The attitude of gratitude – Wednesday, 32nd Week in ordinary time – Luke 17:11-19

Jesus has begun a long road to Jerusalem (Luke 9:51) which will end in chapter 19. Somewhere on that route we are told of this encounter with the ten lepers. As he enters a village, they approach him calling out to him “Jesus, Master, have mercy on us” but keeping their distance because they are unclean.

If they were addressing an ordinary traveler, their cry for mercy might be a simple plea for alms. Here, they know Jesus by name and address him as master, (Greek: epistata)—a person of authority and a term used in every other instance in Luke by the disciples. It is striking that they don’t ask for alms or even ask for healing. Just mercy! Mercy is what you ask for when you face the limits of changing your life.

Jesus immediately sends them to show themselves to the priests to confirm the healing. Priests were responsible for diagnosing leprosy, and the Torah provided specific guidelines for doing so (Leviticus 13:1-44). A diagnosis of leprosy was treated as a death sentence. En route they are made clean and we are told that only one returns to give thanks and he is a Samaritan.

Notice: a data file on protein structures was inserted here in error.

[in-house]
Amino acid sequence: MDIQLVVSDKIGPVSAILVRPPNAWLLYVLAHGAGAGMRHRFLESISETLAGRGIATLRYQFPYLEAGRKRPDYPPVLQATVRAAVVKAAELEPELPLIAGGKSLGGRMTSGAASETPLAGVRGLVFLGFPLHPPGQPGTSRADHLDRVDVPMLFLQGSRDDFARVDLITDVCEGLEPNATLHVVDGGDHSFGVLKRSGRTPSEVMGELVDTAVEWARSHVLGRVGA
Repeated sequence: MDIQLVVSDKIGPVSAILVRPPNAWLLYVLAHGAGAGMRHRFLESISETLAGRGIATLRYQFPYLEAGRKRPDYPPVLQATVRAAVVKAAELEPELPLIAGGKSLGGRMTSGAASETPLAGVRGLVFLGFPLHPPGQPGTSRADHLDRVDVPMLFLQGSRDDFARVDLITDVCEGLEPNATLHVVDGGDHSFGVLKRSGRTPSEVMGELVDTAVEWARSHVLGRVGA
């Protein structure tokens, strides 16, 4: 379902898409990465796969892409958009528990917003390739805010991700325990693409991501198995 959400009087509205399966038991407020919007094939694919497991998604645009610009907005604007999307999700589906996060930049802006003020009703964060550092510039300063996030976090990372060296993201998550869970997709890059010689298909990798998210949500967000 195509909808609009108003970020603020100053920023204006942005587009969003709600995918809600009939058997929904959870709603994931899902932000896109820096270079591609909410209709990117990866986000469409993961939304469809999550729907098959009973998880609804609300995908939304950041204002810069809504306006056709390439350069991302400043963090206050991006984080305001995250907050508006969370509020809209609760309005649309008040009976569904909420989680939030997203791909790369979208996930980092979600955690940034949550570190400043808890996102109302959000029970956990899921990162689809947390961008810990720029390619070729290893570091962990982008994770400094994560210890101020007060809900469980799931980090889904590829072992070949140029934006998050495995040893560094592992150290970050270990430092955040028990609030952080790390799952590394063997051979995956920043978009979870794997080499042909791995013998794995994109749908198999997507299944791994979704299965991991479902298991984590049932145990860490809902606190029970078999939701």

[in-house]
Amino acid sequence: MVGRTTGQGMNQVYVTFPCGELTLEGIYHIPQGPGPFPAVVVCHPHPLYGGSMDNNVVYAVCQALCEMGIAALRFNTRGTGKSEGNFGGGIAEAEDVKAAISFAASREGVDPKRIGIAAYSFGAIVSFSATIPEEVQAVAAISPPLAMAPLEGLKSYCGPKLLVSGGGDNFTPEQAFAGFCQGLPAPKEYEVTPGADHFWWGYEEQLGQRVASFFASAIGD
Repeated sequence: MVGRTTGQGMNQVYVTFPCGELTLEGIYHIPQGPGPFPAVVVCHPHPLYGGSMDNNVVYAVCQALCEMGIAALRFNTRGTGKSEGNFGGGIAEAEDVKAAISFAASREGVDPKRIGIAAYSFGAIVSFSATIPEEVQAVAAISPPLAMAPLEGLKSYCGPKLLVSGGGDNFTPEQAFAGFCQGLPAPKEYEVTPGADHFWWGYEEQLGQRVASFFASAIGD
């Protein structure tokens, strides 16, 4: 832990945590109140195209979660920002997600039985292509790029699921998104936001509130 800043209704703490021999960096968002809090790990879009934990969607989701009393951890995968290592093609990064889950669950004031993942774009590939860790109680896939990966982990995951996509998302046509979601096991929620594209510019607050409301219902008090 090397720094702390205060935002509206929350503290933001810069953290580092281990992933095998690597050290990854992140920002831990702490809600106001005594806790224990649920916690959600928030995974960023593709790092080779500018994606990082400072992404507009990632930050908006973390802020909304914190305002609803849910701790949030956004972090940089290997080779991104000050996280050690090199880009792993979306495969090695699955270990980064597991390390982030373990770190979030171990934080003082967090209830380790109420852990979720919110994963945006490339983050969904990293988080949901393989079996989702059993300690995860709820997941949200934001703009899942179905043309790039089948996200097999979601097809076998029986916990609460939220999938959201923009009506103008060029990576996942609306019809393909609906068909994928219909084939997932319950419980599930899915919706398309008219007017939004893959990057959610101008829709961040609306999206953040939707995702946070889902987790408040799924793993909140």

It is quite evident that Luke was unfamiliar with the topography of Palestine. He seems to indicate that Jesus was in a region between Samaria and Galilee when in reality their regions border each other. But then again, the Gospel was not written to communicate biographic details as much as it was meant to be the communication the faith to a people that lived in a post resurrection period.

This border location explains why the lepers include both Jews and Samaritans; a no-man’s” land for those who were socially, religiously, and physically unclean. Under normal circumstances, Jews would have nothing to do with Samaritans, but these Jewish and Samaritan lepers are drawn together by their common misery. Leprosy made misery their common denominator, and they joined together in a community of woe.

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